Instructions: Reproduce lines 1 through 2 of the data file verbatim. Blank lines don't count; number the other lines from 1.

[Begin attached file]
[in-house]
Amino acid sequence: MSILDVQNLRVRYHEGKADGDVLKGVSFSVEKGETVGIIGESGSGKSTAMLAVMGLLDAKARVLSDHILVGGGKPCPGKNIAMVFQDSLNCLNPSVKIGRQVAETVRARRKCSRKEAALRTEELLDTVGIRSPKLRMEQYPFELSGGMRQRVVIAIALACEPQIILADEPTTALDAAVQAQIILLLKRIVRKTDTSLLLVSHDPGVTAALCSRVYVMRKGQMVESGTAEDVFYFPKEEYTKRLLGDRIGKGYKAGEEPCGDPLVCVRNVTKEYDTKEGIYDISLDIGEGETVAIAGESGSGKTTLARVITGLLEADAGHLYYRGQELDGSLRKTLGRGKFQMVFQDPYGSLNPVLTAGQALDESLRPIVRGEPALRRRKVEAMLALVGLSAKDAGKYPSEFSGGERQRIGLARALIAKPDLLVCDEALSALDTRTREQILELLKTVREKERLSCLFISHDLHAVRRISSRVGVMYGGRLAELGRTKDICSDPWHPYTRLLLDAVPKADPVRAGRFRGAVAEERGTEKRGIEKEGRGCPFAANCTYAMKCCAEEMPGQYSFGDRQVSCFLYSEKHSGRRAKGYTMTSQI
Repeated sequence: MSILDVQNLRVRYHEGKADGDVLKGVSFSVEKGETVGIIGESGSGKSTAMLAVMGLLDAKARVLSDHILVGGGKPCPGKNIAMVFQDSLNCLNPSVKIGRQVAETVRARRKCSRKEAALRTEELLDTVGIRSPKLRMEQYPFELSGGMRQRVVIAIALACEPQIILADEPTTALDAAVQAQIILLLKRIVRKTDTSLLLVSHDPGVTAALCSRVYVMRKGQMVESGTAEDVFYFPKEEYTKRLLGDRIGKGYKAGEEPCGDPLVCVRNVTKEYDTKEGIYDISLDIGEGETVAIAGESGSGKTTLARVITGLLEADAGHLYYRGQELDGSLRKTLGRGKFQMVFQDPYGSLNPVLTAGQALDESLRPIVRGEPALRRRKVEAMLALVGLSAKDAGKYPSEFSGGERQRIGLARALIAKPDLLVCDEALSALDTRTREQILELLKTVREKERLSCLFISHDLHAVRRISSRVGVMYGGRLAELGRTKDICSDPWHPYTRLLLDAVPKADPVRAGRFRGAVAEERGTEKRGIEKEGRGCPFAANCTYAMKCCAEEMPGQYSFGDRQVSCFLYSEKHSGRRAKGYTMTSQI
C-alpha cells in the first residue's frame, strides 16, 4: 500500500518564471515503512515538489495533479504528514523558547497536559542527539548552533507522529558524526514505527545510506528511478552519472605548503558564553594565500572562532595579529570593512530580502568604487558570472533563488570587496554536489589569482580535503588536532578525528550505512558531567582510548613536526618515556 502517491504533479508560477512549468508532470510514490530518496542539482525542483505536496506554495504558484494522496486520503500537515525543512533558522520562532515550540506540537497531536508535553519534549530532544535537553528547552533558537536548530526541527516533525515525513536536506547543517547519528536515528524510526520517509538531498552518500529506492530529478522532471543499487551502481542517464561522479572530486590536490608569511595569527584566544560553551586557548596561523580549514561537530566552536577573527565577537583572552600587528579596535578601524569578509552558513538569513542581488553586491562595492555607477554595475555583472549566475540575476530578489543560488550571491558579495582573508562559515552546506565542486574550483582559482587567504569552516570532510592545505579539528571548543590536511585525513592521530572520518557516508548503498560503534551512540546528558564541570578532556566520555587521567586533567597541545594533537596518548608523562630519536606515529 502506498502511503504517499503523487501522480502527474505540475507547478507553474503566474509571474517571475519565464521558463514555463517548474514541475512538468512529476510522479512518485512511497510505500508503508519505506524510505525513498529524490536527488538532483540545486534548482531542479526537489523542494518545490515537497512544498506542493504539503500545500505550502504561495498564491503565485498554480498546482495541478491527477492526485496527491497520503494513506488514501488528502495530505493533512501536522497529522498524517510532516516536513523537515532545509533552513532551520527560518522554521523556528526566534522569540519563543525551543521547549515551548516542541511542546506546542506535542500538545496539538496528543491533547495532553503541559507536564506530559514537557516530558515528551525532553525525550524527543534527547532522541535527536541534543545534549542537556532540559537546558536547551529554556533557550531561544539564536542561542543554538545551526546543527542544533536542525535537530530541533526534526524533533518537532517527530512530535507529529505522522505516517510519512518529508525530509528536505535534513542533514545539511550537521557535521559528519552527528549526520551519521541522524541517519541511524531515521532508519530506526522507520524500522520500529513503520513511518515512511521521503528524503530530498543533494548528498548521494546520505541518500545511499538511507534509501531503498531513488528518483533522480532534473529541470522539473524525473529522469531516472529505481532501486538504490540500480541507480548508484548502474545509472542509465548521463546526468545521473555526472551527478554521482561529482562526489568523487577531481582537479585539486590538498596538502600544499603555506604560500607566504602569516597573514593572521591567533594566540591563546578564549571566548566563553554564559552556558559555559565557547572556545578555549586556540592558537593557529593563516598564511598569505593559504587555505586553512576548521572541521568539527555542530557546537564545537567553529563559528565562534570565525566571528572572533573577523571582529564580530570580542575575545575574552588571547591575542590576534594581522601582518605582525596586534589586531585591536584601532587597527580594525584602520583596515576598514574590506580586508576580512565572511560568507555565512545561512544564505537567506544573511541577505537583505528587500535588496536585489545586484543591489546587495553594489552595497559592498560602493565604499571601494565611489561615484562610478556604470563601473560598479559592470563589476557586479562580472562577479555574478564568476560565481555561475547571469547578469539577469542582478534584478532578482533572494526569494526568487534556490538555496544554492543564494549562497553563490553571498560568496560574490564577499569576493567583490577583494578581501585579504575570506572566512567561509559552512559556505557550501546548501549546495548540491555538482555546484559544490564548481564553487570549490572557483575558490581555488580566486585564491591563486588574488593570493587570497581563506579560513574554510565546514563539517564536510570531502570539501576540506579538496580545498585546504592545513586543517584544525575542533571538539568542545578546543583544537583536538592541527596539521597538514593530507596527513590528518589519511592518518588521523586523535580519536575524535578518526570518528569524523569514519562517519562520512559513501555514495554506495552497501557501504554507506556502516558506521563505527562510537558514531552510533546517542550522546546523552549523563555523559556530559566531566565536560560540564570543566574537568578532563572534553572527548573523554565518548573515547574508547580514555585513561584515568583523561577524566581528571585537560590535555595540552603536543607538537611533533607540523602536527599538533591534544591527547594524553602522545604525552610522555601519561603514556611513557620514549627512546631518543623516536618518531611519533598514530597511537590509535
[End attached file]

[in-house]
Amino acid sequence: MSILDVQNLRVRYHEGKADGDVLKGVSFSVEKGETVGIIGESGSGKSTAMLAVMGLLDAKARVLSDHILVGGGKPCPGKNIAMVFQDSLNCLNPSVKIGRQVAETVRARRKCSRKEAALRTEELLDTVGIRSPKLRMEQYPFELSGGMRQRVVIAIALACEPQIILADEPTTALDAAVQAQIILLLKRIVRKTDTSLLLVSHDPGVTAALCSRVYVMRKGQMVESGTAEDVFYFPKEEYTKRLLGDRIGKGYKAGEEPCGDPLVCVRNVTKEYDTKEGIYDISLDIGEGETVAIAGESGSGKTTLARVITGLLEADAGHLYYRGQELDGSLRKTLGRGKFQMVFQDPYGSLNPVLTAGQALDESLRPIVRGEPALRRRKVEAMLALVGLSAKDAGKYPSEFSGGERQRIGLARALIAKPDLLVCDEALSALDTRTREQILELLKTVREKERLSCLFISHDLHAVRRISSRVGVMYGGRLAELGRTKDICSDPWHPYTRLLLDAVPKADPVRAGRFRGAVAEERGTEKRGIEKEGRGCPFAANCTYAMKCCAEEMPGQYSFGDRQVSCFLYSEKHSGRRAKGYTMTSQI